3/31/2017: Directors Bob and Karen were interviewed for an upcoming book on butterfly gardening to be published by the North American Butterfly Association (NABA). Director Bob donated several images to be included in the book. http://www.naba.org/
3/9-10/2017: Director Karen attended and staffed a PoCo vendor booth at the annual High on the Desert Gardening Conference sponsored by the Cochise County Master Gardeners. Karen and other PoCo volunteers answered questions about native plants and their pollinators.
3/4/2017: PoCo led a hands-on community workshop on drip irrigation systems and pollinator plants at the Sierra Vista Community Gardens. Rick Weisberg of Oasis Water Harvesting demonstrated passive water collection structures and installed a special rain barrel timer on the water harvesting barrel he previously connected to collect rainwater from the Gardens’ ramada. http://oasisrainwaterharvesting.com/ As workshop attendees dug holes and added milkweed, herb, and native plants to the garden, PoCo Director Karen explained the plant choices and the pollinators they hoped to attract for pollinating the nearby flowering vegetable plants. Signage was added to the garden to inform future visitors about pollinators.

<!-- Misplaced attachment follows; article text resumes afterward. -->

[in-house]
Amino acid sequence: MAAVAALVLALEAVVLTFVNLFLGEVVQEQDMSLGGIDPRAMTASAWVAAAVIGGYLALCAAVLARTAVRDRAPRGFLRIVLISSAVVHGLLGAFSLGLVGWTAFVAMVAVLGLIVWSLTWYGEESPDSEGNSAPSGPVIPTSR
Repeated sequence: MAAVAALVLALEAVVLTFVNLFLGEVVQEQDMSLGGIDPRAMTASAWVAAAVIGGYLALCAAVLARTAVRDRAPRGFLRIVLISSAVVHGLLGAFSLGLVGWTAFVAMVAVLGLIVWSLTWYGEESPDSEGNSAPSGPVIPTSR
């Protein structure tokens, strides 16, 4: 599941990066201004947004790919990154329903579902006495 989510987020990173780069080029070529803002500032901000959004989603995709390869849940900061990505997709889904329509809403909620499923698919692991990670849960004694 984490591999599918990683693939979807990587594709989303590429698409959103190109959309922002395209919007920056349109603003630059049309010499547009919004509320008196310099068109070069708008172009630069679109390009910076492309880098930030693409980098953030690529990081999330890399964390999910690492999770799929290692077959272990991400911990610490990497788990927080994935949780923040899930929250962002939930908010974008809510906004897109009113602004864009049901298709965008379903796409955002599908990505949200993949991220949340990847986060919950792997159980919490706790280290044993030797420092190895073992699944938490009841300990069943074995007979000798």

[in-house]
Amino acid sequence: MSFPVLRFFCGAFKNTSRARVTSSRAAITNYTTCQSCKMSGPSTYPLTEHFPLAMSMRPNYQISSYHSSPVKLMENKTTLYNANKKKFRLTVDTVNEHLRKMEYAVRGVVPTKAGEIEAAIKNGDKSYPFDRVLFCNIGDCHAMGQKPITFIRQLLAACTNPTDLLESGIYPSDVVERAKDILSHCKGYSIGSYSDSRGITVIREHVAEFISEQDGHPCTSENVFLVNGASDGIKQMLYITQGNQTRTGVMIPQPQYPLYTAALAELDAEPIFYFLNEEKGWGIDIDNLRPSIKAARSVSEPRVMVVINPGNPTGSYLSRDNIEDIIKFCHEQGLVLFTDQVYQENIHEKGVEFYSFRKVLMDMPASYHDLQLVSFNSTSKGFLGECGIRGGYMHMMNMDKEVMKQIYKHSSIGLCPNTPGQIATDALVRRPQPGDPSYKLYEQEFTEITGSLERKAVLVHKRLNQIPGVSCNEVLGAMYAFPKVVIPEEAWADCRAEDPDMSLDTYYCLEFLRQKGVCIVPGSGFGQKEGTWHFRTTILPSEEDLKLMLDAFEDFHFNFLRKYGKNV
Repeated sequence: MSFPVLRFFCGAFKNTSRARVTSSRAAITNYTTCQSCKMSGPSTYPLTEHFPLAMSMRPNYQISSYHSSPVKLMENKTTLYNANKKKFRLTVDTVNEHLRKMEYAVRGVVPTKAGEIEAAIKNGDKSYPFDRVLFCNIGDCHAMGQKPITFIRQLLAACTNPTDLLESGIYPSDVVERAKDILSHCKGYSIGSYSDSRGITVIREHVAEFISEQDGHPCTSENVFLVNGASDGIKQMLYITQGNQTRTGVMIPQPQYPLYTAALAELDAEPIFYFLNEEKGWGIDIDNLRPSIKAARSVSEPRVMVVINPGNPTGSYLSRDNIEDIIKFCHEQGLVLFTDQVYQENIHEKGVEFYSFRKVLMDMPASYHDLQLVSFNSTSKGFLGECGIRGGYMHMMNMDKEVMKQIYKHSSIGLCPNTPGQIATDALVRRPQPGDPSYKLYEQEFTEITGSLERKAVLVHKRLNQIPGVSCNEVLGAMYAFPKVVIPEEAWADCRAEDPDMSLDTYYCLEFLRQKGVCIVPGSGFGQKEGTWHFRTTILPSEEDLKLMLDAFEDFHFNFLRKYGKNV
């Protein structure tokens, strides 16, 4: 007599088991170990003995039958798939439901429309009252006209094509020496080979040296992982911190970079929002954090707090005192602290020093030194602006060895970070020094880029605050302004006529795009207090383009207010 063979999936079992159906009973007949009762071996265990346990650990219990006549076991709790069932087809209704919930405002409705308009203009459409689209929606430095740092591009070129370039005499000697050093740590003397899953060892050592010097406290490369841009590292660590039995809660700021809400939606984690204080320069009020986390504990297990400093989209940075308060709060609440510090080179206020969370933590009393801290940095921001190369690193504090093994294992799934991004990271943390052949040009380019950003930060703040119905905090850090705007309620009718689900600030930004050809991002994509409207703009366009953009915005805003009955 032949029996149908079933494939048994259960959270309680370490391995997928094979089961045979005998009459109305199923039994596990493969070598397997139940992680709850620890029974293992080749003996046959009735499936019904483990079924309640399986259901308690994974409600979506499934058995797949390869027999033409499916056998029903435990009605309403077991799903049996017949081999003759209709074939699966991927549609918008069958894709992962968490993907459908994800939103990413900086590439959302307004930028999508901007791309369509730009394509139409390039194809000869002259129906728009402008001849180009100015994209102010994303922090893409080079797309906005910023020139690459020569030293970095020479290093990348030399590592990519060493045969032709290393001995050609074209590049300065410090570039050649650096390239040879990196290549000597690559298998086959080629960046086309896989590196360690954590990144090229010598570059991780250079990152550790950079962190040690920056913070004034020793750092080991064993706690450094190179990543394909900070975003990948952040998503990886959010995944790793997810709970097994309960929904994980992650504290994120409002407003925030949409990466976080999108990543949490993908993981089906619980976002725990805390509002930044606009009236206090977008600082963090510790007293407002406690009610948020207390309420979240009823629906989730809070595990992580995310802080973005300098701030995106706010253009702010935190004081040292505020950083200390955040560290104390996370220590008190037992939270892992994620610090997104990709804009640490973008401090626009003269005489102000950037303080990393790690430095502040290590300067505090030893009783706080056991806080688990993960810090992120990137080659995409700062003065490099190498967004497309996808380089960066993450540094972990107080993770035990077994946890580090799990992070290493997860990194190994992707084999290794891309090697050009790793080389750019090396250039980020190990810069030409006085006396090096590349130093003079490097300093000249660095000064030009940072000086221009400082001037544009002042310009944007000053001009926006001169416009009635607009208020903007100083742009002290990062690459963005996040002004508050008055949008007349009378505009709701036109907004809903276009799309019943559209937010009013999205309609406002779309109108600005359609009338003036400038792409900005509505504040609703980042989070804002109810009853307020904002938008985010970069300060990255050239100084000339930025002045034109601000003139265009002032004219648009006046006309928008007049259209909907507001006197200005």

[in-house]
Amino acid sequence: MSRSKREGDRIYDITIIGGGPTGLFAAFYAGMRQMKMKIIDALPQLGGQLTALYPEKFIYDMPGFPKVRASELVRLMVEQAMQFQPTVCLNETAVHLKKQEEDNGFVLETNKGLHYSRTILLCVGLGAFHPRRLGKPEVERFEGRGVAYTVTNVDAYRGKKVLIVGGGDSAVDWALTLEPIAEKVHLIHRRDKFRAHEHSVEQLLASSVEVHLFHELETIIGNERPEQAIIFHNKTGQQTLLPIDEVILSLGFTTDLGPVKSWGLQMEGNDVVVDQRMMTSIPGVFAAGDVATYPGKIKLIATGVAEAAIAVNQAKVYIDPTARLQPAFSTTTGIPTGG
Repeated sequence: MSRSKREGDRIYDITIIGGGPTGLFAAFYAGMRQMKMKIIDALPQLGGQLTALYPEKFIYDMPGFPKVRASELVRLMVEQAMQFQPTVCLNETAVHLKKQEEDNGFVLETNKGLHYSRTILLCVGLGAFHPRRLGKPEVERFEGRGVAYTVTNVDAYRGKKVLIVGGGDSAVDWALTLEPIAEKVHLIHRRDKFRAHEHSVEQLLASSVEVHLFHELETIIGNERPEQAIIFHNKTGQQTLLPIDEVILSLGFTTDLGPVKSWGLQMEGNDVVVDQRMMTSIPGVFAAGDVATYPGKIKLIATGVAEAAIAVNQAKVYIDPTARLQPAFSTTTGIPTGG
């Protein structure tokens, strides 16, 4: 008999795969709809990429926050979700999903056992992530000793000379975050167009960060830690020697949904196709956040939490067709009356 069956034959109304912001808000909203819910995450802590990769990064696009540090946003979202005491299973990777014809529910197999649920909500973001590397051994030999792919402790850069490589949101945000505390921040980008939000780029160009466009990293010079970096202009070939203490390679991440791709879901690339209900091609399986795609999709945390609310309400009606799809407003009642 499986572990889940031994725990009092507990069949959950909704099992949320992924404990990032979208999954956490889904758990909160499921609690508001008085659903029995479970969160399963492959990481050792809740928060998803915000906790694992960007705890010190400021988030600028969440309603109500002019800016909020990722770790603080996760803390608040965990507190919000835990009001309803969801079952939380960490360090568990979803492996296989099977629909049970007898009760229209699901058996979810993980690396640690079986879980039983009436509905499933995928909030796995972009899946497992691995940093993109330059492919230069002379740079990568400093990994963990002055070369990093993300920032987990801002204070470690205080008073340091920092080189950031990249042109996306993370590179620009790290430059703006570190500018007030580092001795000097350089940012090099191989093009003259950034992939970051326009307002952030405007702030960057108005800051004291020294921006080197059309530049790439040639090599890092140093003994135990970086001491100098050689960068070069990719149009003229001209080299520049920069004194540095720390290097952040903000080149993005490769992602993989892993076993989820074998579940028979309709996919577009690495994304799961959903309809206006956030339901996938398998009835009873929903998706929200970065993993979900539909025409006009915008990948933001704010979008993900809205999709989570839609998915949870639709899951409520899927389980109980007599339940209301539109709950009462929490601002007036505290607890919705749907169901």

March 2017: In collaboration with Tucson Audubon Society, PoCo distributed and installed Lucy’s Warbler and Azure Bluebird nest boxes on private property near the San Pedro River and in the Huachuca Mountain foothills. To learn more about Tucson Audubon’s bluebird conservation project, see http://tucsonaudubon.org/go-birding/tucson-audubons-paton-center-for-hummingbirds/azure-bluebird-nest-boxes/ .
February 2017: PoCo and Sierra Vista Community Garden volunteers installed the drip irrigation system in the pollinator demonstration garden. This watering system is operated by a timer and delivers water directly to the garden without evaporation via irrigation “tape” that sits directly on the soil (as opposed to sprinklers). http://www.svcommunitygardens.com/
Jan-Feb 2017: Winter is our quiet time of year for packaging seeds for public distribution, taking training on identifying native plants and habitat restoration, writing native plant and pollinator articles, learning about installing irrigation systems, and developing public presentations.